Werewolf

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Werewolf

Werewolves, also known as man-wolves, wolf men, or lycanthropes, are common figures in folklore and fantasy fiction that are able to transform from a human being into either a wolf or a human/wolf hybrid creature.


History

The world "werewolf" comes from the Old English word "werwulf", which means "man wolf". The clinical term for the condition is "lycanthropy". Werewolf legends became widespread during the Middle Ages in Europe, though there are instances of man-wolf hybrids mentioned in Ancient Greek and Roman texts.


Werewolf legends vary in terms of common characteristics; sometimes the transformation is permanent, other times it is temporary. In some cases, transformation is triggered by donning a belt of wolf skin, or drinking water from the footprint of a wolf. In most cases, an individual in wolf form possesses immense strength and speed, as well as enhanced reflexes and other senses. In their transformed state, they are depicted as regular wolves, abnormally large worlves, or a humanoid wolf-like creature.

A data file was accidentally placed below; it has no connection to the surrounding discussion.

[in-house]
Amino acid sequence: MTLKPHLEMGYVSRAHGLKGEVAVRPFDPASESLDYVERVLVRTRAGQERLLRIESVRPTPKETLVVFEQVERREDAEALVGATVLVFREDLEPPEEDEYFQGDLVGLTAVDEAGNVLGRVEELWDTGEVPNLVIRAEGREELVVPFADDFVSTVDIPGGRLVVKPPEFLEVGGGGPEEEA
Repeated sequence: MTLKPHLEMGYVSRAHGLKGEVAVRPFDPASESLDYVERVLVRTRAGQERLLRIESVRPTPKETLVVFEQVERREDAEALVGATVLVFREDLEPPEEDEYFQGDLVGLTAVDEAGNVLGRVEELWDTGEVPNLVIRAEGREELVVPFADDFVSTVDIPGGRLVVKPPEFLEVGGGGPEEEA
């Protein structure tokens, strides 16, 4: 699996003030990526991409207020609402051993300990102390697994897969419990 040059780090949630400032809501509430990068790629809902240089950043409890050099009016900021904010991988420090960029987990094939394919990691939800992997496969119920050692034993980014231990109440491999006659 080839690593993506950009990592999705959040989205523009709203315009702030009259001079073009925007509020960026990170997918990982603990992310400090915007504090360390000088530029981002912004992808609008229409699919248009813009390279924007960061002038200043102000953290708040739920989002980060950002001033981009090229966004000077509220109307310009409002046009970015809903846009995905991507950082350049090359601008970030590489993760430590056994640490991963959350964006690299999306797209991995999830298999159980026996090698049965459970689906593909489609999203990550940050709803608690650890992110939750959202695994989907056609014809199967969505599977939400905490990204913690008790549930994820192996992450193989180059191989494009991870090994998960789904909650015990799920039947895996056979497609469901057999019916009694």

By far the most well-known werewolf myth presents the afflicted changing into a wolf creature during the full moon, and reverting back to human form with the rising sun, often with no memory of the terrifying acts they may have committed during the previous night. The curse of the werewolf is usually said to pass to another through a werewolf bite. The condition may also be passed from parent to child as a hereditary condition.


Various legends have different ways of "curing" the werewolf malady, though these remedies do not always result in the survival of the patient. The Ancient Greeks believed werewolves needed to exhaust themselves through intense physical activity, while medieval remedies involved wolfsbane or exorcism.


Werewolves are often depicted as being vulnerable to silver, sometimes in the form of silver bullets, and other times with an aversion to touching any silver objects. Werewolves often cannot be harmed by other traditional weapons.


In some Asian cultures, the equivalent of the werewolf is the were-tiger or were-leopard. Irish and Scottish cultures have their own version of the myth that involves humans that can shapeshift into seals.


References

https://en.wikipedia.org/wiki/Werewolf

http://www.livescience.com/24412-werewolves.html